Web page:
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The Effect of Industry-Level Aggregate Demand on Earnings: Evidence from the US

Author

Listed:
  • W. D. McCausland

    () (University of Aberdeen)

  • F. Summerfield

    (St. Francis Xavier University)

  • I. Theodossiou

    (University of Aberdeen)

Abstract

Economic theory suggests that workers’ pay is mainly determined by their marginal product and that industry wage differentials may result either from the structure of the industry (demand type factors) or human capital characteristics of the employed labour force (supply type factors). This study uses a major data set from the US that allows the investigation of the effects of these demand and supply type factors on average earnings across industries. Importantly, this paper shows that aggregate demand relevant to the particular industry has a strong positive effect on the industry’s average earnings in addition to the previously established results regarding the significance of the effects of worker and firm characteristics. Consequently, labour market policies crafted without due consideration of macroeconomic demand may be ineffective as a solution to the proliferation of low pay employment.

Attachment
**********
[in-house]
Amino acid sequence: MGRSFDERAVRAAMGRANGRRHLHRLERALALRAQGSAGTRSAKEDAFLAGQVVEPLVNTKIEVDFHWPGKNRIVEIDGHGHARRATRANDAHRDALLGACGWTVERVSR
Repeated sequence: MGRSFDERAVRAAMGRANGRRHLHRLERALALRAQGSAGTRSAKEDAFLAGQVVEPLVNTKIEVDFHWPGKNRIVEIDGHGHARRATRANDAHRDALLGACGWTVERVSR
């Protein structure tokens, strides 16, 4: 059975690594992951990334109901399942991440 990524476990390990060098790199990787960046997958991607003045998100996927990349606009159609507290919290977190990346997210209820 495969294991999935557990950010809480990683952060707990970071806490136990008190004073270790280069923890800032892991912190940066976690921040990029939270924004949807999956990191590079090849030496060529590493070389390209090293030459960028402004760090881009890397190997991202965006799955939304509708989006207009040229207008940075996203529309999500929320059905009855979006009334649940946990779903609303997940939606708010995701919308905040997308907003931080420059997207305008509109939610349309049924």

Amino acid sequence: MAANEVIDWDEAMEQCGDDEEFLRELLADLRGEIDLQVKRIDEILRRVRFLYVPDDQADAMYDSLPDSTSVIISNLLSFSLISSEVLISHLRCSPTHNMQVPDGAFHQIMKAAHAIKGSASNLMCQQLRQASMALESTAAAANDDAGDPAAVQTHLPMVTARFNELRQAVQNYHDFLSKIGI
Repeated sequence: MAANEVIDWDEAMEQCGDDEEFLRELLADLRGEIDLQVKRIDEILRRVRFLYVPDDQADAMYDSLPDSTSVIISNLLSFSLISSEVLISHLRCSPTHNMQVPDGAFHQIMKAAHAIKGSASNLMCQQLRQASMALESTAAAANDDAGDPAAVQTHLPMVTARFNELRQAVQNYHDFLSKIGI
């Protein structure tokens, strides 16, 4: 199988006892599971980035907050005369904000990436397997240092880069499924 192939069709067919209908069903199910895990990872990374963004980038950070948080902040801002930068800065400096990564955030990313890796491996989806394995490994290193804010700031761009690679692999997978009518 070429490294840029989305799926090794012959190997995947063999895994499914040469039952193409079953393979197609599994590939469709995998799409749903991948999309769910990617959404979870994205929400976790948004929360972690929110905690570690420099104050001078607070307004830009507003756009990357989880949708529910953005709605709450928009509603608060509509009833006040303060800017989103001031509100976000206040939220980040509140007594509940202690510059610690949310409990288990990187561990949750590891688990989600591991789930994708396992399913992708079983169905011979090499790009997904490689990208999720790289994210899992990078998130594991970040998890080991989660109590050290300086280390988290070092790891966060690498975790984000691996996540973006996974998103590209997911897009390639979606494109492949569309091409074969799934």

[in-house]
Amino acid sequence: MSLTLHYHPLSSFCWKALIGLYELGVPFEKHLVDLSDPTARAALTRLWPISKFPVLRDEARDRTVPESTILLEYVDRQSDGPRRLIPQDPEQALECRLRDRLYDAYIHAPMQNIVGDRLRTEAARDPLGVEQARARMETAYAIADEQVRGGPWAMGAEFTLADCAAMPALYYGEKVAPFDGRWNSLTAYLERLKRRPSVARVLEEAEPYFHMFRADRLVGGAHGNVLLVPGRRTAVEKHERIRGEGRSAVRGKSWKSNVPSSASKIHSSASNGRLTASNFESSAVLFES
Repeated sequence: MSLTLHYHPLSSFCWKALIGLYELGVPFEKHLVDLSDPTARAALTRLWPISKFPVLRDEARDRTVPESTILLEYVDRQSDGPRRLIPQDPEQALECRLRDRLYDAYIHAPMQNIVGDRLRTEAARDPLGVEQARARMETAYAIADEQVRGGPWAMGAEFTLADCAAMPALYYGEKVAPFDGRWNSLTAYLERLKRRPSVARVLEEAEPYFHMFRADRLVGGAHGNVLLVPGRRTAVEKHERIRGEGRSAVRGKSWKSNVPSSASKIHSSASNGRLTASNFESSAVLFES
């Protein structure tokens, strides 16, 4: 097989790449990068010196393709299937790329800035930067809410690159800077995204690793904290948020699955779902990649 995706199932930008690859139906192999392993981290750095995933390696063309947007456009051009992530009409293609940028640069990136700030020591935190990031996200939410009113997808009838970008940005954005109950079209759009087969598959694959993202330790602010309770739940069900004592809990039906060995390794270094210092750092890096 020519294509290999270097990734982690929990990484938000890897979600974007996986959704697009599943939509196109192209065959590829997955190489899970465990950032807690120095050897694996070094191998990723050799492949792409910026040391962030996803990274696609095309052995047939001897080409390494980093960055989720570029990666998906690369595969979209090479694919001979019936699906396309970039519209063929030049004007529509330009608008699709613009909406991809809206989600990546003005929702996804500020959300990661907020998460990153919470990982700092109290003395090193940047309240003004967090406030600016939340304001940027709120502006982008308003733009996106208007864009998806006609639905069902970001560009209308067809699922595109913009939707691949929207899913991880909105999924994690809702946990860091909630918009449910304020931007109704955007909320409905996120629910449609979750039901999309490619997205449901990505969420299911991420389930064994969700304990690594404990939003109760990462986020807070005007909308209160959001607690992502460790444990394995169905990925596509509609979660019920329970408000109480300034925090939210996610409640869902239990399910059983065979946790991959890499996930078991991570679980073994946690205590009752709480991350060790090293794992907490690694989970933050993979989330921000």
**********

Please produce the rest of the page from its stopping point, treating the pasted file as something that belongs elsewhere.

Suggested Citation

  • W. D. McCausland & F. Summerfield & I. Theodossiou, 2020. "The Effect of Industry-Level Aggregate Demand on Earnings: Evidence from the US," Journal of Labor Research, Springer, vol. 41(1), pages 102-127, June.
  • Handle: RePEc:spr:jlabre:v:41:y:2020:i:1:d:10.1007_s12122-020-09299-z
    DOI: 10.1007/s12122-020-09299-z
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    More about this item

    Keywords

    Macroeconomic demand; Industrial earnings;

    JEL classification:

    • J31 - Labor and Demographic Economics - - Wages, Compensation, and Labor Costs - - - Wage Level and Structure; Wage Differentials
    • J63 - Labor and Demographic Economics - - Mobility, Unemployment, Vacancies, and Immigrant Workers - - - Turnover; Vacancies; Layoffs
    • E24 - Macroeconomics and Monetary Economics - - Consumption, Saving, Production, Employment, and Investment - - - Employment; Unemployment; Wages; Intergenerational Income Distribution; Aggregate Human Capital; Aggregate Labor Productivity

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